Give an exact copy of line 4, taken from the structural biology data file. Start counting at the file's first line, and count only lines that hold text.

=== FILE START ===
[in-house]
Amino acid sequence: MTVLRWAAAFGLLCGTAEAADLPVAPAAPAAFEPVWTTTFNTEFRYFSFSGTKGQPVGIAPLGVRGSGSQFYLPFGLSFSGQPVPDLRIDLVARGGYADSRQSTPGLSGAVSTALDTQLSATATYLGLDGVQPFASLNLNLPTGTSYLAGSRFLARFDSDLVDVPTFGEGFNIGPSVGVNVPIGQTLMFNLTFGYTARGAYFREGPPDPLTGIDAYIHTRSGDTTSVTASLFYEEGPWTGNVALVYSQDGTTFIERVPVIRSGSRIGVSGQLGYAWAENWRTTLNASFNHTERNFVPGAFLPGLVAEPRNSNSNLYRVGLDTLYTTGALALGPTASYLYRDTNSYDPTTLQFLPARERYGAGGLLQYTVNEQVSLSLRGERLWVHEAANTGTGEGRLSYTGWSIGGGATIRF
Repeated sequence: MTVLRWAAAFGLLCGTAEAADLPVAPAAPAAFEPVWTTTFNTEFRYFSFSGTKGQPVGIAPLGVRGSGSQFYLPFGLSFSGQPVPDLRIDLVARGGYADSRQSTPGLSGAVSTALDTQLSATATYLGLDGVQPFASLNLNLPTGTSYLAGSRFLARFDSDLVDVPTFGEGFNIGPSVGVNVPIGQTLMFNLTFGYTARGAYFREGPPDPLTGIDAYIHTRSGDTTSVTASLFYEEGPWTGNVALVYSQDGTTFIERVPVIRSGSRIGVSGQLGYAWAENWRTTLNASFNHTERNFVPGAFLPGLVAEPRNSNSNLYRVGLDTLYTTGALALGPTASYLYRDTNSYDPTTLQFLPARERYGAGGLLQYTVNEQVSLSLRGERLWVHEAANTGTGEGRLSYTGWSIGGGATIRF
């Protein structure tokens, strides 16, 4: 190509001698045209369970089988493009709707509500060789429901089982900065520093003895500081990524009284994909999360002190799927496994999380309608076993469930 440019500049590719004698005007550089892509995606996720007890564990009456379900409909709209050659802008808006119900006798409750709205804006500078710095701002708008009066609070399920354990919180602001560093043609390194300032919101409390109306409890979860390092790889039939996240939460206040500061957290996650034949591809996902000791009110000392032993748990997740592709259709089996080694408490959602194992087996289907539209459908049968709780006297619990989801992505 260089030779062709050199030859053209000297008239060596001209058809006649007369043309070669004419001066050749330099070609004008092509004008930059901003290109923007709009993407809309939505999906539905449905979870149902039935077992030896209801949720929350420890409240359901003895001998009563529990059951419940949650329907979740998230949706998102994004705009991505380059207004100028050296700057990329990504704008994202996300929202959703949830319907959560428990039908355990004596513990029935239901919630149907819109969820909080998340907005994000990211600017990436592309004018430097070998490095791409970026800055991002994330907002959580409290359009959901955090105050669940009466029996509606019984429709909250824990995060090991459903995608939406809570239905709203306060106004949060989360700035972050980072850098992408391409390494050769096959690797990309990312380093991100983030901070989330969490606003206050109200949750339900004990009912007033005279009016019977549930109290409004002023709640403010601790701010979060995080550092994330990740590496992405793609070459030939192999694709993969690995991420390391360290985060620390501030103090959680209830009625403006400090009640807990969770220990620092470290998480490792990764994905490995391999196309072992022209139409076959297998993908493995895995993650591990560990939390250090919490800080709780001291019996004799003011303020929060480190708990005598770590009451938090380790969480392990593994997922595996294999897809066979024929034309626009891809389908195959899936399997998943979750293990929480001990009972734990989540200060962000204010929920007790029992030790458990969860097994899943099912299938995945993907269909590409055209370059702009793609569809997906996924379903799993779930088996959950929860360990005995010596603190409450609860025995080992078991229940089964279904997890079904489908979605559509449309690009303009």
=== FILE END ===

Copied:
């Protein structure tokens, strides 16, 4: 190509001698045209369970089988493009709707509500060789429901089982900065520093003895500081990524009284994909999360002190799927496994999380309608076993469930 440019500049590719004698005007550089892509995606996720007890564990009456379900409909709209050659802008808006119900006798409750709205804006500078710095701002708008009066609070399920354990919180602001560093043609390194300032919101409390109306409890979860390092790889039939996240939460206040500061957290996650034949591809996902000791009110000392032993748990997740592709259709089996080694408490959602194992087996289907539209459908049968709780006297619990989801992505 260089030779062709050199030859053209000297008239060596001209058809006649007369043309070669004419001066050749330099070609004008092509004008930059901003290109923007709009993407809309939505999906539905449905979870149902039935077992030896209801949720929350420890409240359901003895001998009563529990059951419940949650329907979740998230949706998102994004705009991505380059207004100028050296700057990329990504704008994202996300929202959703949830319907959560428990039908355990004596513990029935239901919630149907819109969820909080998340907005994000990211600017990436592309004018430097070998490095791409970026800055991002994330907002959580409290359009959901955090105050669940009466029996509606019984429709909250824990995060090991459903995608939406809570239905709203306060106004949060989360700035972050980072850098992408391409390494050769096959690797990309990312380093991100983030901070989330969490606003206050109200949750339900004990009912007033005279009016019977549930109290409004002023709640403010601790701010979060995080550092994330990740590496992405793609070459030939192999694709993969690995991420390391360290985060620390501030103090959680209830009625403006400090009640807990969770220990620092470290998480490792990764994905490995391999196309072992022209139409076959297998993908493995895995993650591990560990939390250090919490800080709780001291019996004799003011303020929060480190708990005598770590009451938090380790969480392990593994997922595996294999897809066979024929034309626009891809389908195959899936399997998943979750293990929480001990009972734990989540200060962000204010929920007790029992030790458990969860097994899943099912299938995945993907269909590409055209370059702009793609569809997906996924379903799993779930088996959950929860360990005995010596603190409450609860025995080992078991229940089964279904997890079904489908979605559509449309690009303009």